La Liberté guidant le peuple

In fact, both concepts are very similar to those described by Isaiah Berlin or other authors as "negative liberty" and "positive liberty", being the first most similar to "freedom" and the second corresponding to "liberty", however, they are not exactly the same.

In the Indo-European world there has never been a real consensus on this word (be it liberty or freedom). The Greeks were the first to give importance to these concepts, they did not use freedom or liberty evidently, they said "eleutheria" (ἐλευθερία), and they had multiple meanings for it, although the two most important are similar to those mentioned previously. The first (similar to freedom) was a purely political conception, the Athenians had this "freedom", although it was proclaimed by any polis indiscriminately, for example, the Spartans claimed to have given freedom to all Greece after having defeated Athens in the Peloponnesian War.

On the contrary, there was also a more moralistic conception of this, or more properly ethics, more similar to "liberty", which was described by many of the postsocratic philosophers of ancient Greece. Such liberty was mainly possessed by the Spartans, because they were virtuous men who did not succumb before impulses or fear, and always acted with morality, of course, a vision a little idealized, but that was the main factor that it propitiates the laconophilia existing in antiquity and that came to include philosophers as preponderant as Socrates, Plato, Aristotle, Xenophon, etc.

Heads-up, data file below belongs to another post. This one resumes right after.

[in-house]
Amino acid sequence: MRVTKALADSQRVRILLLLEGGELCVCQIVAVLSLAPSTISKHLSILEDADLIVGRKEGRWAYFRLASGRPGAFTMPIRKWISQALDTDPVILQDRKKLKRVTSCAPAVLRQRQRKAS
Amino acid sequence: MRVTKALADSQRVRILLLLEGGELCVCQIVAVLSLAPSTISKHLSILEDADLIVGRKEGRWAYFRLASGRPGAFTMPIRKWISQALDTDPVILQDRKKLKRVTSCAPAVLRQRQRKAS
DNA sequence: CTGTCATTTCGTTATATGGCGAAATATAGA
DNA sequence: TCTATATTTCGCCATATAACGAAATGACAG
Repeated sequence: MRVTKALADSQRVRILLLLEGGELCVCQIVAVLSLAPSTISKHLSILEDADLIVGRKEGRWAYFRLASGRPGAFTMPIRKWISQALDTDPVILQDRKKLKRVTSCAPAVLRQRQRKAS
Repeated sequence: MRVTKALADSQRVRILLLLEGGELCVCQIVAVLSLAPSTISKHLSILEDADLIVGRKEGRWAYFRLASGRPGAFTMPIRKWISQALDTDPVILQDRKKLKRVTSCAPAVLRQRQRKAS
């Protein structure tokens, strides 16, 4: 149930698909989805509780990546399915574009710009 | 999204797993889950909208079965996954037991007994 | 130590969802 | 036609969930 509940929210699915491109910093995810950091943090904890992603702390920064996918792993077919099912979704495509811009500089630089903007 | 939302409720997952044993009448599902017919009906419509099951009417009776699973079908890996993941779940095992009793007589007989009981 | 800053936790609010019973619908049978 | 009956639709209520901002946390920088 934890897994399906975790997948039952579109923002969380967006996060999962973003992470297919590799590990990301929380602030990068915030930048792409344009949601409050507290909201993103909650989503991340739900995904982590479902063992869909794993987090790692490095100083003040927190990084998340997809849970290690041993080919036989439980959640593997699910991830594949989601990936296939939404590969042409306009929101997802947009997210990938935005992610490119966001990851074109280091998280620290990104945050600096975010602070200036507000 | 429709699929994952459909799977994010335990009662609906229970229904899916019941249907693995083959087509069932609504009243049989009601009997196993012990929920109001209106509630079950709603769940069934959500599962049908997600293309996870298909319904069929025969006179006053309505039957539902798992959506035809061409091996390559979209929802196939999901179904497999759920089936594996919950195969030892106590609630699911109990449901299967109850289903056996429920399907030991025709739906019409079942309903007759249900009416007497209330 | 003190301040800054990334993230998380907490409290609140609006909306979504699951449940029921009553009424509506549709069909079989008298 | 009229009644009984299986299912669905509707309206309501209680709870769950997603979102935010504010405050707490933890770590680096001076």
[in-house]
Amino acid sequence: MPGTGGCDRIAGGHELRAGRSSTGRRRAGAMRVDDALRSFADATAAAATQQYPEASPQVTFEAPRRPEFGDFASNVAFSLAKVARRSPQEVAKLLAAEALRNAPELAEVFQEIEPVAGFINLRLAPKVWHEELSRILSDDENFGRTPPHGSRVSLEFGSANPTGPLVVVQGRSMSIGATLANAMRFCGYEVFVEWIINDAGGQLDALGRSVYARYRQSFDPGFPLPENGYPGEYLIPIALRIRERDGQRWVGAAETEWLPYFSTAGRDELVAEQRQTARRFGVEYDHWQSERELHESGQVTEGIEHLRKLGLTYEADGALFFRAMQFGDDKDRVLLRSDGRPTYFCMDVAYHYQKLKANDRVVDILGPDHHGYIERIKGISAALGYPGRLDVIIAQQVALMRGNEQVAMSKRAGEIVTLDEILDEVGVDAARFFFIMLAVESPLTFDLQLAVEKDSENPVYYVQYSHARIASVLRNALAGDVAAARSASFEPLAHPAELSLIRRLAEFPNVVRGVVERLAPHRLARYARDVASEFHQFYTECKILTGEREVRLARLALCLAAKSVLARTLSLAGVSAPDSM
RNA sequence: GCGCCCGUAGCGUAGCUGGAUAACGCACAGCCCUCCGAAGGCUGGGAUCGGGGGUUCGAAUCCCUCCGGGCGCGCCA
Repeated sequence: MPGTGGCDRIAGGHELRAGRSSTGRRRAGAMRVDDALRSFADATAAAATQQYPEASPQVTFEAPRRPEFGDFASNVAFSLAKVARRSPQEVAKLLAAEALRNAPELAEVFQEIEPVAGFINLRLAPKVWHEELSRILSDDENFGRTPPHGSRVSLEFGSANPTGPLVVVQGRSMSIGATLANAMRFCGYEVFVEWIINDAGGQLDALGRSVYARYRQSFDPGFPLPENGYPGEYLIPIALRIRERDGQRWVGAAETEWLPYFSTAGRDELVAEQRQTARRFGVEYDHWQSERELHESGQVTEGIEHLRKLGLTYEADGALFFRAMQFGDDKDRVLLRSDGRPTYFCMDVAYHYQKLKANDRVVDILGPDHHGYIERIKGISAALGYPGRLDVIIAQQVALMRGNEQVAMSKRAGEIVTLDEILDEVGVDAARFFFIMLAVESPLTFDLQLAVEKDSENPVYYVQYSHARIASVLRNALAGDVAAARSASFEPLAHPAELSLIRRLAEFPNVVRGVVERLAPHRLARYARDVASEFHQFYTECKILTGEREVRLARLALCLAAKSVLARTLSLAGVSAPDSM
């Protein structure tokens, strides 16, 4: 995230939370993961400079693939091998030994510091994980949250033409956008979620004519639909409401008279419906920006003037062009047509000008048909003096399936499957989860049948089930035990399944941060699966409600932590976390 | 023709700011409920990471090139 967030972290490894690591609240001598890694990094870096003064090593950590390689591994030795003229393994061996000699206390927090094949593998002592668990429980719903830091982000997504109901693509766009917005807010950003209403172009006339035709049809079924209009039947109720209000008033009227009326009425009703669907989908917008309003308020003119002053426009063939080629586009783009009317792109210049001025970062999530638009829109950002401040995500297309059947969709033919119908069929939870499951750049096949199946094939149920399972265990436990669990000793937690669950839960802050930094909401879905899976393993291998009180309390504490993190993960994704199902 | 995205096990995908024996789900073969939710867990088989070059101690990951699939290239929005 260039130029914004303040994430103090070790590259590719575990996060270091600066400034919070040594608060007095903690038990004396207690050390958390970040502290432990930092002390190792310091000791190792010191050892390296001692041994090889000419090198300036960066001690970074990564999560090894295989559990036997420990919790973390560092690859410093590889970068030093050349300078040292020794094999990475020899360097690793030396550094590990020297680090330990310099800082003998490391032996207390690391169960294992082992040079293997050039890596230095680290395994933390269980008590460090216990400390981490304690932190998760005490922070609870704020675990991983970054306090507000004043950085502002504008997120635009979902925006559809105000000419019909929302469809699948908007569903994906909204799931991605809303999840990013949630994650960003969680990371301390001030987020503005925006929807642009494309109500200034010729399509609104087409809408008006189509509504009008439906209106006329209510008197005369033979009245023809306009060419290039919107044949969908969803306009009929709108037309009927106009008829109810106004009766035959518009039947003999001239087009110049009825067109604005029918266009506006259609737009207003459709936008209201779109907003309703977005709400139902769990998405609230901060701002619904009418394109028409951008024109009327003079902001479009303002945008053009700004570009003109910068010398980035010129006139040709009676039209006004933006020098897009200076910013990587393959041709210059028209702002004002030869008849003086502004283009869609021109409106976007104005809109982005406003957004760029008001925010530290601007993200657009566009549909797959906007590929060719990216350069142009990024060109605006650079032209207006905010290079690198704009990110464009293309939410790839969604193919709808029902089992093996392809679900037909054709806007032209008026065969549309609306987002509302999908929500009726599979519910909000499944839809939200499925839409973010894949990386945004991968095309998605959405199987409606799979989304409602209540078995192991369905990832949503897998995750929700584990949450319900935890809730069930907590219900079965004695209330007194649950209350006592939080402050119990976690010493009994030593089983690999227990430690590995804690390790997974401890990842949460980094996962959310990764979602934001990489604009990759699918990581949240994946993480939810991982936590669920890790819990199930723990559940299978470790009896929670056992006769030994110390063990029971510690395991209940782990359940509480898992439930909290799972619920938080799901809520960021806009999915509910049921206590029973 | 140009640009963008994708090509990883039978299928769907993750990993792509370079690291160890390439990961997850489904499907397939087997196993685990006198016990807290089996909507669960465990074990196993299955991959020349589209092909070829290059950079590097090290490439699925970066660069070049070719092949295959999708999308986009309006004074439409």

The Stoics also had a vision of the "eleutheria" based on austerity, which had nothing to do with anyone oppressing you but on the contrary had to do with self-control, and that was based on the principles of reason and virtue, in the same way that "liberty" does it.

In Rome there was talk of "lībertās", and evidently had a conception closer to the word "liberty" that derives precisely from Latin. The same happened in the Middle Ages, in fact, in the Latin world, the concept of liberty was more linked to the theological-philosophical than to the political, which only changed until the period of the Enlightenment.

During this same period, the liberal revolutionaries begin to use the word "liberty", with the meaning already mentioned above, and used with this meaning either in the Romance languages such as French, as well as in English. I have no doubt that both the Founding Fathers of America, the French revolutionaries (especially the Girondins), and even the Liberators of Latin America, who had the same influence, fought for the concept of "liberty" and not "freedom".